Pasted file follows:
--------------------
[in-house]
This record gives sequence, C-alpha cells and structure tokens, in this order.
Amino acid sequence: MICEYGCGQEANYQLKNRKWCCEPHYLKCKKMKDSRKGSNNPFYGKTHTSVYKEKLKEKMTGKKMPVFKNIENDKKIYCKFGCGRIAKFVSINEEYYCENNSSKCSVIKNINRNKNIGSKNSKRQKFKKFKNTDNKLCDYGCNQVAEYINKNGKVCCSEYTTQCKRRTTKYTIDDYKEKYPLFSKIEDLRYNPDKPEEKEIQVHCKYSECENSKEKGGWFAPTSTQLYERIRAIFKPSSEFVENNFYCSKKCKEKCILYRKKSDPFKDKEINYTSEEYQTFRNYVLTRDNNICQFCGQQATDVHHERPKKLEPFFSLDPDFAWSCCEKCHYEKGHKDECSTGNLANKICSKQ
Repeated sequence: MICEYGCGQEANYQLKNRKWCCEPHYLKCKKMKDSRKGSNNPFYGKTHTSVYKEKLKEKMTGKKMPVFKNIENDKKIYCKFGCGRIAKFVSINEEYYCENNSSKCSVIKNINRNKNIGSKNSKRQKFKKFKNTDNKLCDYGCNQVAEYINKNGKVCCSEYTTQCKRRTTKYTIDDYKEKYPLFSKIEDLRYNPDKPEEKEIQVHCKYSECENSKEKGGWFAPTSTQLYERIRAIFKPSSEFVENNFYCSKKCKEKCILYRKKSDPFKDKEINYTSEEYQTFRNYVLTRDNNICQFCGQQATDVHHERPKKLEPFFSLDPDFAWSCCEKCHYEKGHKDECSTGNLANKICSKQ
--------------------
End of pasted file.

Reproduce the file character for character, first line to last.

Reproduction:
[in-house]
This record gives sequence, C-alpha cells and structure tokens, in this order.
Amino acid sequence: MICEYGCGQEANYQLKNRKWCCEPHYLKCKKMKDSRKGSNNPFYGKTHTSVYKEKLKEKMTGKKMPVFKNIENDKKIYCKFGCGRIAKFVSINEEYYCENNSSKCSVIKNINRNKNIGSKNSKRQKFKKFKNTDNKLCDYGCNQVAEYINKNGKVCCSEYTTQCKRRTTKYTIDDYKEKYPLFSKIEDLRYNPDKPEEKEIQVHCKYSECENSKEKGGWFAPTSTQLYERIRAIFKPSSEFVENNFYCSKKCKEKCILYRKKSDPFKDKEINYTSEEYQTFRNYVLTRDNNICQFCGQQATDVHHERPKKLEPFFSLDPDFAWSCCEKCHYEKGHKDECSTGNLANKICSKQ
Repeated sequence: MICEYGCGQEANYQLKNRKWCCEPHYLKCKKMKDSRKGSNNPFYGKTHTSVYKEKLKEKMTGKKMPVFKNIENDKKIYCKFGCGRIAKFVSINEEYYCENNSSKCSVIKNINRNKNIGSKNSKRQKFKKFKNTDNKLCDYGCNQVAEYINKNGKVCCSEYTTQCKRRTTKYTIDDYKEKYPLFSKIEDLRYNPDKPEEKEIQVHCKYSECENSKEKGGWFAPTSTQLYERIRAIFKPSSEFVENNFYCSKKCKEKCILYRKKSDPFKDKEINYTSEEYQTFRNYVLTRDNNICQFCGQQATDVHHERPKKLEPFFSLDPDFAWSCCEKCHYEKGHKDECSTGNLANKICSKQ